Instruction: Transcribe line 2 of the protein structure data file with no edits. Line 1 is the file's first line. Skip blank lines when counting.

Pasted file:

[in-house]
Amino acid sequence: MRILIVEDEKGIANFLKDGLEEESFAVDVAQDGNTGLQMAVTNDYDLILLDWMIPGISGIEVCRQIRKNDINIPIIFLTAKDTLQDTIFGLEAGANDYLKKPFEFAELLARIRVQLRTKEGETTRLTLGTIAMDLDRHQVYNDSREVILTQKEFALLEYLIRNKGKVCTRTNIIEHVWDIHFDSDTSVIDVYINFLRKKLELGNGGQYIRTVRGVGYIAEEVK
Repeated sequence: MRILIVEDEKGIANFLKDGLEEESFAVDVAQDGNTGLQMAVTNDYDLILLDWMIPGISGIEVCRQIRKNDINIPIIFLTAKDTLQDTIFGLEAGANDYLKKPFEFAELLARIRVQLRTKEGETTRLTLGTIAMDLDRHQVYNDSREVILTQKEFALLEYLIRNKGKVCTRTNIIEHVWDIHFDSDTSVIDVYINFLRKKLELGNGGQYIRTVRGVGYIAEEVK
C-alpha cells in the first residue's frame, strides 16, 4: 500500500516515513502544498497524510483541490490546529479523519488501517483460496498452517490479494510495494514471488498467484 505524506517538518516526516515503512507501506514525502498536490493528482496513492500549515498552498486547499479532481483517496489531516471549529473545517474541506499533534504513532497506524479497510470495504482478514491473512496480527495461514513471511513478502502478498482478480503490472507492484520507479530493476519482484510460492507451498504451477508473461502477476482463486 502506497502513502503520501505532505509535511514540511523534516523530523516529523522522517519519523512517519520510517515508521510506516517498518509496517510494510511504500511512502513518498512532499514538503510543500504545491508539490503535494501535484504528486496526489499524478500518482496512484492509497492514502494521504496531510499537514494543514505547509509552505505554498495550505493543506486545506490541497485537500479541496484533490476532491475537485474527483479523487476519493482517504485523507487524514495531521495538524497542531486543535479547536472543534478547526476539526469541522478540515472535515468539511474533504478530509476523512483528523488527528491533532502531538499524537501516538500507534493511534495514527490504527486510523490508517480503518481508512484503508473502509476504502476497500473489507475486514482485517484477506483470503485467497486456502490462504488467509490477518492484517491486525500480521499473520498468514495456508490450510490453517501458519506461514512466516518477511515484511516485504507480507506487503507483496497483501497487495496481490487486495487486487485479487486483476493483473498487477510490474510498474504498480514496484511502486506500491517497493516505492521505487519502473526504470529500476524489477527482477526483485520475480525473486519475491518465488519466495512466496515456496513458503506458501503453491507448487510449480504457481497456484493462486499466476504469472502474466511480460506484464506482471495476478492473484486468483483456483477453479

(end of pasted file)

Amino acid sequence: MRILIVEDEKGIANFLKDGLEEESFAVDVAQDGNTGLQMAVTNDYDLILLDWMIPGISGIEVCRQIRKNDINIPIIFLTAKDTLQDTIFGLEAGANDYLKKPFEFAELLARIRVQLRTKEGETTRLTLGTIAMDLDRHQVYNDSREVILTQKEFALLEYLIRNKGKVCTRTNIIEHVWDIHFDSDTSVIDVYINFLRKKLELGNGGQYIRTVRGVGYIAEEVK